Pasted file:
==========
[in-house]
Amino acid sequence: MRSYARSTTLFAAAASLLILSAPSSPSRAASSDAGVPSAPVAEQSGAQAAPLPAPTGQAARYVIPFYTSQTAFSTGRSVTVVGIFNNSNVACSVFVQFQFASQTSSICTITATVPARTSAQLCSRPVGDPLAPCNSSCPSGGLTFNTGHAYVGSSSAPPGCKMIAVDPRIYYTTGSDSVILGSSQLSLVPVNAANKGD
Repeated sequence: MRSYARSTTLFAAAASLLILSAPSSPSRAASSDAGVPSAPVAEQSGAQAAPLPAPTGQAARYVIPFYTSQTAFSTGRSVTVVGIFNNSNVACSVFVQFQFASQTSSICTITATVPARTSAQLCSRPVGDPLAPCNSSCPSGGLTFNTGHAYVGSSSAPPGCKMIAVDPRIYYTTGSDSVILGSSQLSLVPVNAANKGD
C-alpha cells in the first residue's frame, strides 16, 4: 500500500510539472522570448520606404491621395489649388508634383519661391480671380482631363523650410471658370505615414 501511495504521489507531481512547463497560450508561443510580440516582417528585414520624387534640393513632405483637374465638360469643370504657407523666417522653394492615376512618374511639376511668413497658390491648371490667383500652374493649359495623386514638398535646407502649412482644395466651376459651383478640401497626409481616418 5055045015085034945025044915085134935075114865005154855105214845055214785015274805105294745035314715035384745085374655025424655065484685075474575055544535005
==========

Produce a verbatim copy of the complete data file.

[in-house]
Amino acid sequence: MRSYARSTTLFAAAASLLILSAPSSPSRAASSDAGVPSAPVAEQSGAQAAPLPAPTGQAARYVIPFYTSQTAFSTGRSVTVVGIFNNSNVACSVFVQFQFASQTSSICTITATVPARTSAQLCSRPVGDPLAPCNSSCPSGGLTFNTGHAYVGSSSAPPGCKMIAVDPRIYYTTGSDSVILGSSQLSLVPVNAANKGD
Repeated sequence: MRSYARSTTLFAAAASLLILSAPSSPSRAASSDAGVPSAPVAEQSGAQAAPLPAPTGQAARYVIPFYTSQTAFSTGRSVTVVGIFNNSNVACSVFVQFQFASQTSSICTITATVPARTSAQLCSRPVGDPLAPCNSSCPSGGLTFNTGHAYVGSSSAPPGCKMIAVDPRIYYTTGSDSVILGSSQLSLVPVNAANKGD
C-alpha cells in the first residue's frame, strides 16, 4: 500500500510539472522570448520606404491621395489649388508634383519661391480671380482631363523650410471658370505615414 501511495504521489507531481512547463497560450508561443510580440516582417528585414520624387534640393513632405483637374465638360469643370504657407523666417522653394492615376512618374511639376511668413497658390491648371490667383500652374493649359495623386514638398535646407502649412482644395466651376459651383478640401497626409481616418 5055045015085034945025044915085134935075114865005154855105214845055214785015274805105294745035314715035384745085374655025424655065484685075474575055544535005